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The decision to treat an incidental finding in an asymptomatic patient results from careful risk-benefit consideration and is often challenging. One of the main aspects is after how many years the group who underwent the intervention and faced the immediate treatment complications will gain a treatment benefit over the conservatively managed group, which maintains a lower but ongoing risk. We identify a common error in decision-making. We illustrate how a risk-based approach using the classical break-even point at the Kaplan-Meier curves can be misleading and advocate for using an outcome-based approach, counting the cumulative number of lost quality-adjusted life years instead. In clinical practice, we often add together the yearly risk of the natural course up to the time point where the number equals the risk of the intervention and assume that the patient will benefit from an intervention beyond this point in time. It corresponds to the crossing of the Kaplan-Meier curves. However, because treatment-related poor outcome occurs at the time of the intervention, while the poor outcome in the conservative group occurs over a given time period, the true benefit of retaining more quality-adjusted life years in the interventional group emerges at a much later time. To avoid overtreatment of patients with asymptomatic diseases, decision-making should be outcome-based with counting the cumulative loss of quality-adjusted life years, rather than risk-based, comparing the interventional risk with the ongoing yearly risk of the natural course.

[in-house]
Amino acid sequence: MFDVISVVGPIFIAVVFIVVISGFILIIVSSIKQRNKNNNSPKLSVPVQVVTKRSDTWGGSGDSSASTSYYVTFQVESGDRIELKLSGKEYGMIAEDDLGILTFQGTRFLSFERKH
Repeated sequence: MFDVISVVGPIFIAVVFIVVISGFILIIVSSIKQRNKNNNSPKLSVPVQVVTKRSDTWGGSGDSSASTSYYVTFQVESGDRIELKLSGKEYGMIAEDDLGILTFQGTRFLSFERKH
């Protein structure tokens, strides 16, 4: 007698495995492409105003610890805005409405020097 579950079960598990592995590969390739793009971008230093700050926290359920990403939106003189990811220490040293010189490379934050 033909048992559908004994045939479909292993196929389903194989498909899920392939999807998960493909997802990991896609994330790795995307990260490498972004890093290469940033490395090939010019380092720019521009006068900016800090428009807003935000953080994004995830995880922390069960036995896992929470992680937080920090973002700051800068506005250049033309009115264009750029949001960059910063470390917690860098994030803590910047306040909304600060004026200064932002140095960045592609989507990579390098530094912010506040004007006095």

Original publication




Journal article



Publication Date





1951 - 1955


asymptomatic diseases, decision making, incidental findings, overtreatment, quality-adjusted life years, Humans, Asymptomatic Diseases, Quality-Adjusted Life Years, Incidental Findings, Decision Making, Risk Assessment, Clinical Decision-Making, Stroke, Kaplan-Meier Estimate